Katrina to cost farmers $2 bln, disaster aid sought

WASHINGTON - Hurricane Katrina will cost U.S. farmers an estimated $2 billion in Gulf Coast crop and livestock losses and higher fuel bills throughout the farm sector, the American Farm Bureau said on Thursday.

Another grower group, the National Farmers Union, urged the government to provide disaster aid for hurricane damage as well as Midwest states hit by drought and floods.

Crop losses from the hurricane were still being assessed by federal and state experts, and farm-state lawmakers were wary of acting until a reliable tally was made, aides said.

Terry Francl, senior economist of the Farm Bureau, said his analysis showed "considerable harm" from the hurricane to Gulf Coast crops of sugar cane, cotton, soybeans and corn. Farmers in a broader area also will be hit by higher fuel prices and crippled Mississippi River traffic that drive down market prices.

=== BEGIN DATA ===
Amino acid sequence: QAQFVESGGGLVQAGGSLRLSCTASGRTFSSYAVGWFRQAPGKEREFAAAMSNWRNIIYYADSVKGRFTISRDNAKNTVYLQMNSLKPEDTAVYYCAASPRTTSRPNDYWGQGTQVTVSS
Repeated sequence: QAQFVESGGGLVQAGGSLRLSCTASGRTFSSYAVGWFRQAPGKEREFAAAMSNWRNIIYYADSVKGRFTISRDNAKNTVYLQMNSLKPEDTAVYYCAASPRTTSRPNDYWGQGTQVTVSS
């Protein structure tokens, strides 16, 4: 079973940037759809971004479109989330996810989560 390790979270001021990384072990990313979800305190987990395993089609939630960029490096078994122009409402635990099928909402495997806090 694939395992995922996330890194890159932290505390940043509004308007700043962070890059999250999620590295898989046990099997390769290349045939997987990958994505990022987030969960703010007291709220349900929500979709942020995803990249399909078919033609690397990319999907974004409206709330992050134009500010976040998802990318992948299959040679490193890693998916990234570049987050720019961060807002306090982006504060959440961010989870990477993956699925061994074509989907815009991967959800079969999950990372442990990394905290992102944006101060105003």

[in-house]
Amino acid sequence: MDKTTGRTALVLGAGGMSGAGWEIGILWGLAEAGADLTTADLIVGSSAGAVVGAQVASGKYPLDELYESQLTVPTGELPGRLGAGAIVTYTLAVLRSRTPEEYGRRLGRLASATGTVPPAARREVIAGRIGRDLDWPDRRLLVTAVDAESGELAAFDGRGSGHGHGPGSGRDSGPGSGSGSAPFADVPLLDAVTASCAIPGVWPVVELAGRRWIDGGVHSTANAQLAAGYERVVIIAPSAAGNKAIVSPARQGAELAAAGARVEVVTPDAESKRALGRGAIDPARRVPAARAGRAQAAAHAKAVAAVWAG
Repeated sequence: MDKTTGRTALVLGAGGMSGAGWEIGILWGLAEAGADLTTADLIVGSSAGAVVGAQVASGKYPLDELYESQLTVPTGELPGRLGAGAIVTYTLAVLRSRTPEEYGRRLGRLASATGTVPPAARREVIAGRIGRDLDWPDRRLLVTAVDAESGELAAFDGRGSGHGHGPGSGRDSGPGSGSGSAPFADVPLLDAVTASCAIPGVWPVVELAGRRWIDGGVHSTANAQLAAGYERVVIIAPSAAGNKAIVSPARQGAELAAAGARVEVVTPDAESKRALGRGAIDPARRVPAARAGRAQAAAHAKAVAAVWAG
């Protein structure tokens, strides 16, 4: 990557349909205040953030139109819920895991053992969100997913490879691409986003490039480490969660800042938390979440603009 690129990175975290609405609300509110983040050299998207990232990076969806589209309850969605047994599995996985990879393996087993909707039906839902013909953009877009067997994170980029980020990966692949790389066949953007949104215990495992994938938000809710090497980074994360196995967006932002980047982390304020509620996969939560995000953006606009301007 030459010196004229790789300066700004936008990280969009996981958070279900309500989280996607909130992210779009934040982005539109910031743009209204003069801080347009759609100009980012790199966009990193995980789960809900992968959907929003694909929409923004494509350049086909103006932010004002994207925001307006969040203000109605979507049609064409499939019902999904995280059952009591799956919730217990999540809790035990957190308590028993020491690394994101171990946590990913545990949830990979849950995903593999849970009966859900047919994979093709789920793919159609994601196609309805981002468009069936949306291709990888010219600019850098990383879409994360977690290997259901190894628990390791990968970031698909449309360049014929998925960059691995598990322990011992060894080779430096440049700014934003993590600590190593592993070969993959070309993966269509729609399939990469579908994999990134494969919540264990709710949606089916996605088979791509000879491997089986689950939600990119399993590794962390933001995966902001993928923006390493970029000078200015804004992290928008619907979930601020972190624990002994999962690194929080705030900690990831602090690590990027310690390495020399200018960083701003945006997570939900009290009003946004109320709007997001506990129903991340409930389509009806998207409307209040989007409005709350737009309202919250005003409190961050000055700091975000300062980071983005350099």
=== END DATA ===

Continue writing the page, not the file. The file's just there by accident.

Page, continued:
Francl said he estimated the storm would mean at least $1 billion in damage to crops and livestock, and another $1 billion in indirect costs.

"Unfortunately, crop, livestock and poultry losses in the Delta may be the tip of the iceberg," Francl said in a statement.

calendar icon 2 September 2005
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